Mentor: Bert W. O'Malley, MD, Professor and Chair, Department of Molecular and Cellular Biology,  Baylor College of Medicine. 


The 2010 Stewart Rahr – PCF Young Investigator Award

Akash Patnaik, MD, PhD
Beth Israel Deaconess Medical Center, Harvard Medical School – Boston, MA

Obesity has been identified as an important adverse prognostic factor for death due to prostate cancer. Dr. Patnaik will investigate the molecular mechanisms that link obesity to poor outcomes in prostate cancer patients. Hormones such as insulin are increased in obese patients and are known to drive the progression and survival of prostate cancer cells. Recent epidemiological studies have shown that men who are treated with Metformin, a Type II diabetes medication, have a reduced risk of prostate cancer. Since Type II diabetes and obesity are strongly associated, Dr. Patnaik and his team propose to evaluate the capacity of Metformin and related medications to prolong overall survival of patients with advanced prostate cancer. He will determine the molecular mechanism of action of Metformin in prostate cancer and will gain an understanding of the molecular events caused by obesity, which confer poor prostate cancer prognosis. This work will provide rationale for a new metabolic treatment strategy for advanced prostate cancer.

Mentor:  Lewis Cantley, PhD, William Bosworth Castle Professor of Medicine, Professor of Systems Biology at Harvard Medical School, Director of the Cancer Center and the Chief of the Division of Signal Transduction at Beth Israel Deaconess Medical Center.


The 2010 Stewart Rahr – PCF Young Investigator Award

Edwin Posadas, MD
Cedars-Sinai Medical Center – Los Angeles, CA

Dr. Posadas’ research goal is to identify the molecular mechanisms of prostate cancer metastasis. A protein called FYN, which is a member of a cancer-causing gene family, was identified in his laboratory as a possible regulator of metastasis. The biology of metastasis is driven by molecular changes within cancer cells that enable cell motility, which contributes to the spread of cancer throughout the body. Analysis of prostate cancer tumor specimens showed that there were higher levels of FYN in cancer cells as compared to normal cells. Dr. Posadas will comprehensively define the function of FYN in prostate cancer cells.  These studies may lead to the development of novel targeted therapies that block FYN function and prevent prostate cancer metastasis and cases of advanced prostate cancer in patients.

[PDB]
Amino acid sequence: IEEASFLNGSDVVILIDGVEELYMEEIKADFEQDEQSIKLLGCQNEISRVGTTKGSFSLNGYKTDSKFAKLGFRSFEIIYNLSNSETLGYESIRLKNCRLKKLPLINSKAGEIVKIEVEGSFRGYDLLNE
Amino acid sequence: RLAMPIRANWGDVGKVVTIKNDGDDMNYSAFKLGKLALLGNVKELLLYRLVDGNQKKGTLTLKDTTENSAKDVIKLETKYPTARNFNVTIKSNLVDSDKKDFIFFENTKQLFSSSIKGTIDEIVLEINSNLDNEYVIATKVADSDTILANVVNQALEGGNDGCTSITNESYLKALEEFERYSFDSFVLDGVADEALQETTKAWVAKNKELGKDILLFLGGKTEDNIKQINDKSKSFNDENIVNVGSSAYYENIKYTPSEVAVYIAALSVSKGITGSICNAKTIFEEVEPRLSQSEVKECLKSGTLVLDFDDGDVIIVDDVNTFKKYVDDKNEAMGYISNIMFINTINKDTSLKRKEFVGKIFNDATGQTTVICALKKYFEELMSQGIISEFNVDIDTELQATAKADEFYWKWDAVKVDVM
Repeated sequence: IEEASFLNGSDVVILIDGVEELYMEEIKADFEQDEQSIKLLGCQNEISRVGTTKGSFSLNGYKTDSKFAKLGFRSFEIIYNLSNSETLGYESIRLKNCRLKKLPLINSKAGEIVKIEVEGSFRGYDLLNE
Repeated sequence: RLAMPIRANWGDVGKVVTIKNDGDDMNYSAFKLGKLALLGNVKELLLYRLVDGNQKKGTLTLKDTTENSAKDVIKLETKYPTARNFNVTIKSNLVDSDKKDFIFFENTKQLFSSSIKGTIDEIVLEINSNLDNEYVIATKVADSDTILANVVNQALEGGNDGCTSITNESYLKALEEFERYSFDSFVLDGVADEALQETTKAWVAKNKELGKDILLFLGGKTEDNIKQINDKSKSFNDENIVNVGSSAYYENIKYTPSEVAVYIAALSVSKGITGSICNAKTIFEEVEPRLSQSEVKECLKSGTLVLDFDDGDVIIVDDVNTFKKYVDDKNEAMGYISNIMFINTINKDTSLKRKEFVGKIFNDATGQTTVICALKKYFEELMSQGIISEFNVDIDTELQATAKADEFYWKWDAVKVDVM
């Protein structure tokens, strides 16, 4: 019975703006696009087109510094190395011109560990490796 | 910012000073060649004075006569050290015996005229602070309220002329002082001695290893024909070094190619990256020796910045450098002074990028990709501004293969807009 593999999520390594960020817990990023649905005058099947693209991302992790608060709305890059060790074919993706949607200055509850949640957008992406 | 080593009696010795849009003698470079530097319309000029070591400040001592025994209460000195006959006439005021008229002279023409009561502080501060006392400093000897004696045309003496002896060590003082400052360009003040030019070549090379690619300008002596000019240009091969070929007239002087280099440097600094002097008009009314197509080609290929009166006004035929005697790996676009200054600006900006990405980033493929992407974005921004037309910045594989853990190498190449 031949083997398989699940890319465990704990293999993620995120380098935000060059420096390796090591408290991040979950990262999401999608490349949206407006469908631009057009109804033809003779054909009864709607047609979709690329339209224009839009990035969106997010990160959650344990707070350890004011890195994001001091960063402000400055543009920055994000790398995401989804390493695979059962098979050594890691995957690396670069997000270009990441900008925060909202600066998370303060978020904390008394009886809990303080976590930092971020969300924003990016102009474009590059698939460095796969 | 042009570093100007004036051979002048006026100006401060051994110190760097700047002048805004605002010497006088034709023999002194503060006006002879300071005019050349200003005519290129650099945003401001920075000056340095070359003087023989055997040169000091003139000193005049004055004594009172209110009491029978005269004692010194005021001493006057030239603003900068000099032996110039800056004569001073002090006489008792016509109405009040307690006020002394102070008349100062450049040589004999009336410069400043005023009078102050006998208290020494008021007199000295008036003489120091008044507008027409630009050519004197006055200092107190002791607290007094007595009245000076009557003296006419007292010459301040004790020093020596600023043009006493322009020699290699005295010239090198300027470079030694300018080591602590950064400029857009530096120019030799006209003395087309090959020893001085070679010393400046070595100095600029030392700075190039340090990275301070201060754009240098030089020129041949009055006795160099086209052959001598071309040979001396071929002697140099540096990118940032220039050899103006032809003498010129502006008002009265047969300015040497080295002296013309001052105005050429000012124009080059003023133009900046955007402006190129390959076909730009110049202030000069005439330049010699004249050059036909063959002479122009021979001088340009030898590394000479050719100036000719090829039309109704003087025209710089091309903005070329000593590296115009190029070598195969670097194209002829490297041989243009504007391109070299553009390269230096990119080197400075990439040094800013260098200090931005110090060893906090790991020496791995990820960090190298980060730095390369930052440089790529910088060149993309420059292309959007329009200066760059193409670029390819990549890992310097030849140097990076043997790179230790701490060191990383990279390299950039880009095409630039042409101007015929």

Co-Mentor: Walter Stadler, MD, Fred C. Buffett Professor, Departments of Medicine and Surgery, Director, Genitourinary Oncology and Associate Dean of Clinical Research at the University of Chicago.

Co-Mentor: Carrie Rinker-Schaeffer, PhD, Associate Professor for Surgery, Medicine and Obstetrics and Gynecology, Director of Urological Research, the University of Chicago

Co-Mentor: Ravi Salgia, MD, PhD, Professor of Medicine, Director of Thoracic Oncolgoy Research Program and Aerodigestive Tract Program Translational Research Laboratories at the University of Chicago.


The 2010 Stewart Rahr – PCF Young Investigator Award

Philip Saylor, MD
Massachusetts General Hospital Cancer Center – Boston, MA

Hormonal therapy for prostate cancer causes weight gain, adversely alters cholesterol and other blood lipids, and is associated with increased risk for heart attacks and the development of type II diabetes. Dr. Saylor’s research will improve our understanding of how to counteract metabolic changes caused by hormonal therapy. Healthy adults have specialized collections of brown fat which can burn substantial amounts of calories and may be important in avoiding metabolic problems such as diabetes. Overweight and obese men have reduced amounts of brown fat. Dr. Saylor’s research will determine whether hormonal therapy for prostate cancer also causes changes in levels of healthy brown fat. His findings will advance our understanding of the mechanisms that underlie the metabolic changes caused by hormonal therapy and will promote the development of new clinical strategies to prevent these health risks.

Mentor: Matthew Smith, MD, PhD, Associate Professor of Medicine, Director of Genitourinary Oncology at Harvard Medical School and Associate Physician, Massachusetts General Hospital.


The 2010 Richard N. Merkin, MD – PCF Young Investigator Award

Jennifer Schutzman, MD, PhD
University of California, San Francisco – San Francisco, CA

Many genes that are critical for proper embryonic development are disregulated in human cancers. For example, Sprouty genes (Spry1 and Spry2) are both critical for neuronal and early prostate gland development and have also been shown to be downregulated in prostate cancer specimens from some men with prostate cancer. Dr. Schutzman is studying the function of Spry1 and Spry2 during prostate development as well as in prostate tumor growth (tumorigenesis). Early data suggests that Sprouty genes are important inhibitors of cellular proliferation and survival pathways critical in prostate cancer initiation and progression. Dr. Schutzman’s work will define how Spry genes function in the development of prostate cancer. Her work may provide essential information necessary to identify new therapeutic targets for the treatment of prostate cancer.